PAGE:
Southland's well-known mountain lion, P-22, to be captured after apparent attacks on two dogs
Southern California's most famous mountain lion, P-22, will be captured and given a health examination after he killed a dog that was being walked in the Hollywood Hills, wildlife officials said Thursday.
"P-22 is a remarkably old cat in the wild and, after being deemed responsible for killing a leashed pet last month, may be exhibiting signs of distress," the California Department of Fish and Wildlife said in an announcement with the National Park Service.
After being examined, authorities will "determine the best next steps for the animal while also prioritizing the safety of surrounding communities," the agencies said in a joint statement. They didn't indicate what might happen to the cougar.
P-22 wears a tracking collar as part of a park service study and is known by Southern Californians for traveling across two freeways to reach his roaming grounds, which are surrounded by urban areas. The big cat is regularly recorded on security cameras strolling through residential neighborhoods near Griffith Park, a sprawling wilderness and picnic area.
P-22 is believed to be about 12 years old, making him the oldest Southern California cougar currently being studied. Most mountain lions live about a decade.
"This is an unprecedented situation in which a mountain lion has continued to survive in such an urban setting. As P-22 has aged, however, the challenges associated with living on an island of habitat seem to be increasing and scientists are noting a recent change in his behavior," the state wildlife department said.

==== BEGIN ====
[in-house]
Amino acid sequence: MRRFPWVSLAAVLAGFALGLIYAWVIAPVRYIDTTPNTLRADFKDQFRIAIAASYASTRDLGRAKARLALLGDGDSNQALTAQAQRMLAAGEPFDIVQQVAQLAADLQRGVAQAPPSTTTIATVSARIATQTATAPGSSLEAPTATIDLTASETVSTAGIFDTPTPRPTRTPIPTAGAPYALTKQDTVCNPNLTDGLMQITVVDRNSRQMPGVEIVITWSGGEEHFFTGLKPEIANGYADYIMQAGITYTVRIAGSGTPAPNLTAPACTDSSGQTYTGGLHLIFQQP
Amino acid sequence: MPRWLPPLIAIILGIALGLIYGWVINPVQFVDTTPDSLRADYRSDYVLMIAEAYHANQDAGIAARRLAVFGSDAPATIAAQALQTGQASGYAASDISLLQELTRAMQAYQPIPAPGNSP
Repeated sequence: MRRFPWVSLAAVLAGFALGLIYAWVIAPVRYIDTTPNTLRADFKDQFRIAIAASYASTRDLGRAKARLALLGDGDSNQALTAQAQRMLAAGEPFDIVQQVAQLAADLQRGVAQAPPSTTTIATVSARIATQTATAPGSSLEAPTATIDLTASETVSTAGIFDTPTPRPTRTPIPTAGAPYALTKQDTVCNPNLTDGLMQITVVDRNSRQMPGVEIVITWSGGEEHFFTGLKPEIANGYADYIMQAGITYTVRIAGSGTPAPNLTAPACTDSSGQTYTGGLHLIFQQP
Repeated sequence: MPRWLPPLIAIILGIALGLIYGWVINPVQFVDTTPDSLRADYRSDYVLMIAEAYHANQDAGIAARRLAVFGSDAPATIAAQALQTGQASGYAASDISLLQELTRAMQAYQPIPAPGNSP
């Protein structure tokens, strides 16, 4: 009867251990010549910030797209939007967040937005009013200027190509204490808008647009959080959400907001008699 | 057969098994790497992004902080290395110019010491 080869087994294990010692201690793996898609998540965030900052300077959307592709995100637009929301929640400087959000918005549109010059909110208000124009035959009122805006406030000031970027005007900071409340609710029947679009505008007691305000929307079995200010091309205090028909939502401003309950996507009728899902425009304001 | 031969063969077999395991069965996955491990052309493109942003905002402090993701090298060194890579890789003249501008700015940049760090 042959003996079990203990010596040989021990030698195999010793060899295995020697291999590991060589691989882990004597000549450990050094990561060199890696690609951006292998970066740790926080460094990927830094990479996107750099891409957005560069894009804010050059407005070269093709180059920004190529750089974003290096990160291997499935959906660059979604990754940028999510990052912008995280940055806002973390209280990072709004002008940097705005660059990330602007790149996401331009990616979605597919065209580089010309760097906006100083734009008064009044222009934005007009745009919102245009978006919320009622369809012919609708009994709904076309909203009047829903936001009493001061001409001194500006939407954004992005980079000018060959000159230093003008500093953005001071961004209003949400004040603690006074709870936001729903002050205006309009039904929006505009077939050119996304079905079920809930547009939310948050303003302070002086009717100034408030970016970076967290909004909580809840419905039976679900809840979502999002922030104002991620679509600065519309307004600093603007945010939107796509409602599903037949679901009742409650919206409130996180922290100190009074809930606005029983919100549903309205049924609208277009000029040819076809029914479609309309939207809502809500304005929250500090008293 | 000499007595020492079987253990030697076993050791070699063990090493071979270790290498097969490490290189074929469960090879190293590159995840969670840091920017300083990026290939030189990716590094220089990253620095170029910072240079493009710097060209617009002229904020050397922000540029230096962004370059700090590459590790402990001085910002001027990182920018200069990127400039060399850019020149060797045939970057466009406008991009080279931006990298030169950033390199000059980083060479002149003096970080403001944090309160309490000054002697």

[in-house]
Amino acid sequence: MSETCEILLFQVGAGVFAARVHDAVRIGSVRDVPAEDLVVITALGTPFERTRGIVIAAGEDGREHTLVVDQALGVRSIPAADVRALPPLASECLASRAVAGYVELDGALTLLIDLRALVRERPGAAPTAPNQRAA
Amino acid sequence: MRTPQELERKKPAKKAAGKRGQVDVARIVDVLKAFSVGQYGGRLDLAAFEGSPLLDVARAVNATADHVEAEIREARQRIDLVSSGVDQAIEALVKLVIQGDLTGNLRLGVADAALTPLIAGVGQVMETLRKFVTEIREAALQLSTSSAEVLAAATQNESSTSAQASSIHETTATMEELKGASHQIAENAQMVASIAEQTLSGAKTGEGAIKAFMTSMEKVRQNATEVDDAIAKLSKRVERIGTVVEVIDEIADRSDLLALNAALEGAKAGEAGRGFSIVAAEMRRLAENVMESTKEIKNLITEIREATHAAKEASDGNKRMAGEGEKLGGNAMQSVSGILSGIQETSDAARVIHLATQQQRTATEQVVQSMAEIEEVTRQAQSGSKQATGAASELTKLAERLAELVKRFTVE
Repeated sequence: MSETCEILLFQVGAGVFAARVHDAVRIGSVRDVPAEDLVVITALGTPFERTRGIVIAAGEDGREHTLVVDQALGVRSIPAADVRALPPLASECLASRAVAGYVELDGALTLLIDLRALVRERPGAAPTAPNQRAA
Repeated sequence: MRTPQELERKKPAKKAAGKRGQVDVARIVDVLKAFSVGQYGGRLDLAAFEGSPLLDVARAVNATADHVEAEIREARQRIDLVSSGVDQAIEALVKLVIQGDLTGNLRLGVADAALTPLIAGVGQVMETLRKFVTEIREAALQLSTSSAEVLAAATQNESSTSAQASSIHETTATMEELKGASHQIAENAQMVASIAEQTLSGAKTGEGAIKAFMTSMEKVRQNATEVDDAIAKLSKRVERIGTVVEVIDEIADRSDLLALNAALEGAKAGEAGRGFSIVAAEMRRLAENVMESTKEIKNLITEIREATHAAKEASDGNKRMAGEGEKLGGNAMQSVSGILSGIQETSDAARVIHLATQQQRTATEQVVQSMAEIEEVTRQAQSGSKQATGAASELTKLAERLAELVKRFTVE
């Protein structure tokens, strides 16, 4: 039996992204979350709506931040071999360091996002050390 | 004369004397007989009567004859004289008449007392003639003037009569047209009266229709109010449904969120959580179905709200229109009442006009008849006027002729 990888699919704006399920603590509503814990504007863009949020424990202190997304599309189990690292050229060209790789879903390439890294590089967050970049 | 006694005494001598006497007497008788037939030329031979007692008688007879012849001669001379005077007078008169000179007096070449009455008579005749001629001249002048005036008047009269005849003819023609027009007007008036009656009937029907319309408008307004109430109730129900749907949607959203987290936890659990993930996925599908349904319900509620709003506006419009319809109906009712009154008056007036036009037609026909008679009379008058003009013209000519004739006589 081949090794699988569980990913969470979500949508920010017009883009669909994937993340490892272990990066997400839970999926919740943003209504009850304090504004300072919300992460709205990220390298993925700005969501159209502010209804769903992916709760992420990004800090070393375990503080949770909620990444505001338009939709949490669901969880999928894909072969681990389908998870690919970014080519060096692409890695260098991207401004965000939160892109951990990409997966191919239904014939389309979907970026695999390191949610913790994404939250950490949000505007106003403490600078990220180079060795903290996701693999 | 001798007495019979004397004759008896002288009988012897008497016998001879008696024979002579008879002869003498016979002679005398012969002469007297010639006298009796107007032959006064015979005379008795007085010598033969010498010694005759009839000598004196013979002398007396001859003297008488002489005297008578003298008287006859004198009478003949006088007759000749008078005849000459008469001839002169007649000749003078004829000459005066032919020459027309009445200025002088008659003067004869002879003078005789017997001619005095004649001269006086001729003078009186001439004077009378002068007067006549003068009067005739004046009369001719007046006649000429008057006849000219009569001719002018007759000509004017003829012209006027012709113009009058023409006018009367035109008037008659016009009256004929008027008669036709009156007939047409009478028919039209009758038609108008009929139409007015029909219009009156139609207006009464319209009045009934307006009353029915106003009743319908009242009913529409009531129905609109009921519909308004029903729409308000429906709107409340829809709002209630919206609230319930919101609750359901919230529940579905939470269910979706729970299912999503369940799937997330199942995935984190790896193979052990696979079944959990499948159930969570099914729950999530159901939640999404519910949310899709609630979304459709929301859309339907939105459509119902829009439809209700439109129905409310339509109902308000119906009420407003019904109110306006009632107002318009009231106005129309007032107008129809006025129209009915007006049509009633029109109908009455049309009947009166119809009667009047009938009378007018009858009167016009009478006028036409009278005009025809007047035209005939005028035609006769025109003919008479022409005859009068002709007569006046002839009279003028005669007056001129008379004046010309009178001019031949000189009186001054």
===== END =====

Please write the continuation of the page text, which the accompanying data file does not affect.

P-22 usually hunts deer and coyotes but last month, the National Park Service confirmed that the cougar attacked and killed a Chihuahua mix that was being walked in the narrow streets of the Hollywood Hills.
P-22 also is suspected of attacking another Chihuahua in the Silver Lake neighborhood last Sunday. Owner Rene Astorga told KABC-TV that he punched and kicked until the cougar released the dog, which needed stitches.
"At that point it was a fight-or-flight instinct," he told the station. "I started punching or kicking - never let go of the leash until finally I felt he was loose. I picked up my dog and ran inside the house."
Known as the "Hollywood Cat," P-22 has been the face of the NPS' lion-tracking effort, CBS Los Angeles reports. His exploits have been documented in various media accounts, particularly for some of his more notable exploits -- crossing a pair of freeways, hiding out under a Los Feliz home in a standoff that drew widespread media attention and even being named a suspect in the killing of a koala at the Los Angeles Zoo.
Beth Pratt, California regional executive director of the National Wildlife Federation, said she has faith the state and federal wildlife authorities will make the right decision about the lion following a health evaluation.
"P-22 has given us so much," Pratt said in a statement. "He is a beloved wild mountain lion that survived against all odds, and his plight of being trapped in Griffith Park after making a perilous journey across two of the busiest freeways in the country showed the world how harmful our roadways can be to mountain lions and all wildlife. He captured the imagination of people around the globe, and his story inspired the building of the world's largest urban wildlife crossing outside of Los Angeles so that other area mountain lions don't suffer the same fate."
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